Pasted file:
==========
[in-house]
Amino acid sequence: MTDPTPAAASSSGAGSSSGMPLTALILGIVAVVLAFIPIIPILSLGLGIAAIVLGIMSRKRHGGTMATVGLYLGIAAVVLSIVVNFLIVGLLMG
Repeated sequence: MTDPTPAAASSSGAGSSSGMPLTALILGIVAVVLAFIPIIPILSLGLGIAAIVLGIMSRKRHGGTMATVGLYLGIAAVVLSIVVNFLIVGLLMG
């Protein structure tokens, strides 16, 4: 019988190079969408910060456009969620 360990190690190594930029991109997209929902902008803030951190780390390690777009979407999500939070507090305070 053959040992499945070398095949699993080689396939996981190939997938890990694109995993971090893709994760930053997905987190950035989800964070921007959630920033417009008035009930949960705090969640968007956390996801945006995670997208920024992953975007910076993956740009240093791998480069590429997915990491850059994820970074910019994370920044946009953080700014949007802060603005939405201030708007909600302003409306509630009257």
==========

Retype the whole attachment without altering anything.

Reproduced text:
[in-house]
Amino acid sequence: MTDPTPAAASSSGAGSSSGMPLTALILGIVAVVLAFIPIIPILSLGLGIAAIVLGIMSRKRHGGTMATVGLYLGIAAVVLSIVVNFLIVGLLMG
Repeated sequence: MTDPTPAAASSSGAGSSSGMPLTALILGIVAVVLAFIPIIPILSLGLGIAAIVLGIMSRKRHGGTMATVGLYLGIAAVVLSIVVNFLIVGLLMG
């Protein structure tokens, strides 16, 4: 019988190079969408910060456009969620 360990190690190594930029991109997209929902902008803030951190780390390690777009979407999500939070507090305070 053959040992499945070398095949699993080689396939996981190939997938890990694109995993971090893709994760930053997905987190950035989800964070921007959630920033417009008035009930949960705090969640968007956390996801945006995670997208920024992953975007910076993956740009240093791998480069590429997915990491850059994820970074910019994370920044946009953080700014949007802060603005939405201030708007909600302003409306509630009257």